Familia Cervantes

Before becoming involved with Fundación Esperanza de México, Carmen Cervantes lived with her three daughters and granddaughter in an unstable, one-room home in Tijuana made from scraps of wood haphazardly nailed together. The roof leaked and all five women shared a queen bed pushed together with a bunk bed. For 25 years, Carmen had been the sole caretaker of her two daughters and granddaughter, all who have severe special needs.

With Carmen at home tending to three family members with special needs, her eldest daughter, Selina, carried the responsibility of being the sole breadwinner of the family. From medications to diapers to daily food and water, Selina struggled to cover the family’s basic needs with her minimum-wage job.

We are so happy, none of this would have been possible on our own.

— Selina Cervantes

In May 2017, Esperanza International & Fundacion Esperanza de México joined forces to raise funds to build the 1,000th home (or “Casa Mil”) and give the Cervantes family the safe and dignified housing they needed.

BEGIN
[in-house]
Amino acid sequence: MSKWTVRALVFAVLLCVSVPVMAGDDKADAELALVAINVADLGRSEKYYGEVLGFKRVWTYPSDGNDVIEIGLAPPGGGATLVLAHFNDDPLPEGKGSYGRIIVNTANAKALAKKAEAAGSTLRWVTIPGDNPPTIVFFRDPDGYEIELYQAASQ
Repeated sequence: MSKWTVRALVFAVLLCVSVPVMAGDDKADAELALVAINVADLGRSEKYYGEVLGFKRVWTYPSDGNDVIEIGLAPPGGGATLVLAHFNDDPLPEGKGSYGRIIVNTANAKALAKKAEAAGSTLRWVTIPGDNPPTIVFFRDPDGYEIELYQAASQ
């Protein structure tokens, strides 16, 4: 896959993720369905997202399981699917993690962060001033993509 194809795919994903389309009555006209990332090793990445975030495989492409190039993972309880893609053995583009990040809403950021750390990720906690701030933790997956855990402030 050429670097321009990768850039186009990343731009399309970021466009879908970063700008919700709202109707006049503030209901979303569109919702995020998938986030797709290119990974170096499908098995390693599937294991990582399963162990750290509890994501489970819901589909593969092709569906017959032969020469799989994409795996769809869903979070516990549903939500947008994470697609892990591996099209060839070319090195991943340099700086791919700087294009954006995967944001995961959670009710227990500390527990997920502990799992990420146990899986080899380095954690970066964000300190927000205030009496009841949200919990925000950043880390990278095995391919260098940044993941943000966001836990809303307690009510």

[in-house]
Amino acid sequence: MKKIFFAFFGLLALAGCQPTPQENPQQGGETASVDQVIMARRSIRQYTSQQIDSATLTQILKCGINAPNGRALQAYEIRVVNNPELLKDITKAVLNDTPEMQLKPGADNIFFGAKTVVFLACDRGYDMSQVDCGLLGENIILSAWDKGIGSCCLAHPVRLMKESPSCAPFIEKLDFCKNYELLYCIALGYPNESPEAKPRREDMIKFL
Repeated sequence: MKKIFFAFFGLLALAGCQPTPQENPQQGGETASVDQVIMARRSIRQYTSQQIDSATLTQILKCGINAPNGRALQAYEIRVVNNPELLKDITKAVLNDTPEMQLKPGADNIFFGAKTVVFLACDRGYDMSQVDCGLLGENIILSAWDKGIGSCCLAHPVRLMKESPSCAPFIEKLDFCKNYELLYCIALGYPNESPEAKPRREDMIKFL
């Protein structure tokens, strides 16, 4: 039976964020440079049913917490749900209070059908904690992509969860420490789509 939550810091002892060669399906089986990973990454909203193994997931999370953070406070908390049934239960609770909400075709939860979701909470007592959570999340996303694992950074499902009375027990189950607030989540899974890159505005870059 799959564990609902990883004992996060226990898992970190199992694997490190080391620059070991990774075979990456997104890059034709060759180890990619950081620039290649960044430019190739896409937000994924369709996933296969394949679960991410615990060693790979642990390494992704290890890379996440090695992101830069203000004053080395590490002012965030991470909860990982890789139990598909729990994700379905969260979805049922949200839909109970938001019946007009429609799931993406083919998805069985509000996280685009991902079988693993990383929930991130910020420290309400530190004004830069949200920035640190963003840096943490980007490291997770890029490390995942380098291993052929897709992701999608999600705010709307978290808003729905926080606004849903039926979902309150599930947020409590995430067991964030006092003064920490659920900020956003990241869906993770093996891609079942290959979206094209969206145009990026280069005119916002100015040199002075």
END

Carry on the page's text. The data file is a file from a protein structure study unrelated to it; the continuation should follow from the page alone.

Typically, this is not how Esperanza works. Esperanza families are not given homes, but they become homeowners by paying for their houses through their neighborhood community savings fund. This is the first time in our 32-year history that we are called upon all our Esperanza communities from Tijuana to Seattle to Sydney and beyond to work together to raise funds to build Casa Mil.

We broke ground on Casa Mil in June 2017. Volunteer groups enthusiastically worked all summer to build Casa Mil. We expect to complete the home in October 2017. Overwhelmed by the support of the entire Esperanza community, Selina Cervantes shared, “We are so happy, none of this would have been possible on our own.”

Check out our Facebook album that documents the entire project here.

Colonia La Morita